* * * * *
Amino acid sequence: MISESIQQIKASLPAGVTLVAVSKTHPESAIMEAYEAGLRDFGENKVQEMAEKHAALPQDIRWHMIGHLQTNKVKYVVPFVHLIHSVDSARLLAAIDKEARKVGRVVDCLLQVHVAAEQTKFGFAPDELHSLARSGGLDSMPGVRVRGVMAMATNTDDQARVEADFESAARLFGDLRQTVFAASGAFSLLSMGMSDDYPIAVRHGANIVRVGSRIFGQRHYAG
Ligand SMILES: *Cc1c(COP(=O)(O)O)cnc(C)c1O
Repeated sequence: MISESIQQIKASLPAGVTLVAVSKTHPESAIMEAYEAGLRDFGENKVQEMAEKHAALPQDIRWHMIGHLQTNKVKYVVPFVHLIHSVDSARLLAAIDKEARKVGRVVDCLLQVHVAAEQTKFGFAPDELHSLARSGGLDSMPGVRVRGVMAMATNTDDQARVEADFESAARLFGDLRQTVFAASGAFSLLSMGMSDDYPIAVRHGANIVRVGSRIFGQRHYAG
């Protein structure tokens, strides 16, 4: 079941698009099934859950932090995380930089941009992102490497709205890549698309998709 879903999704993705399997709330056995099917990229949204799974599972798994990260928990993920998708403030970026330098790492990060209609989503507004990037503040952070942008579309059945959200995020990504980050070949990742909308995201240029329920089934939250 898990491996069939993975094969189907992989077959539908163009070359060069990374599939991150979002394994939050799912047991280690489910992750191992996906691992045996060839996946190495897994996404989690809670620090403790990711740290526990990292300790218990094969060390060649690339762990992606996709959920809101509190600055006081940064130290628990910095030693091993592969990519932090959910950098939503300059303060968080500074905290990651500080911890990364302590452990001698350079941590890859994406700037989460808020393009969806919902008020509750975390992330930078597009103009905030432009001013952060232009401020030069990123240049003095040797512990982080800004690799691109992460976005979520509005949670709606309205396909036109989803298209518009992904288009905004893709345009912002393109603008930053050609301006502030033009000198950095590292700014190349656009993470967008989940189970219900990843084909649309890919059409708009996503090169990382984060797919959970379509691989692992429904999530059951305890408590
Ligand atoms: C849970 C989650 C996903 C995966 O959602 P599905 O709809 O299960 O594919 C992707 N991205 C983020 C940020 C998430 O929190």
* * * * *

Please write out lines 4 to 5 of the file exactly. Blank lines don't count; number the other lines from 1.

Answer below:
């Protein structure tokens, strides 16, 4: 079941698009099934859950932090995380930089941009992102490497709205890549698309998709 879903999704993705399997709330056995099917990229949204799974599972798994990260928990993920998708403030970026330098790492990060209609989503507004990037503040952070942008579309059945959200995020990504980050070949990742909308995201240029329920089934939250 898990491996069939993975094969189907992989077959539908163009070359060069990374599939991150979002394994939050799912047991280690489910992750191992996906691992045996060839996946190495897994996404989690809670620090403790990711740290526990990292300790218990094969060390060649690339762990992606996709959920809101509190600055006081940064130290628990910095030693091993592969990519932090959910950098939503300059303060968080500074905290990651500080911890990364302590452990001698350079941590890859994406700037989460808020393009969806919902008020509750975390992330930078597009103009905030432009001013952060232009401020030069990123240049003095040797512990982080800004690799691109992460976005979520509005949670709606309205396909036109989803298209518009992904288009905004893709345009912002393109603008930053050609301006502030033009000198950095590292700014190349656009993470967008989940189970219900990843084909649309890919059409708009996503090169990382984060797919959970379509691989692992429904999530059951305890408590
Ligand atoms: C849970 C989650 C996903 C995966 O959602 P599905 O709809 O299960 O594919 C992707 N991205 C983020 C940020 C998430 O929190």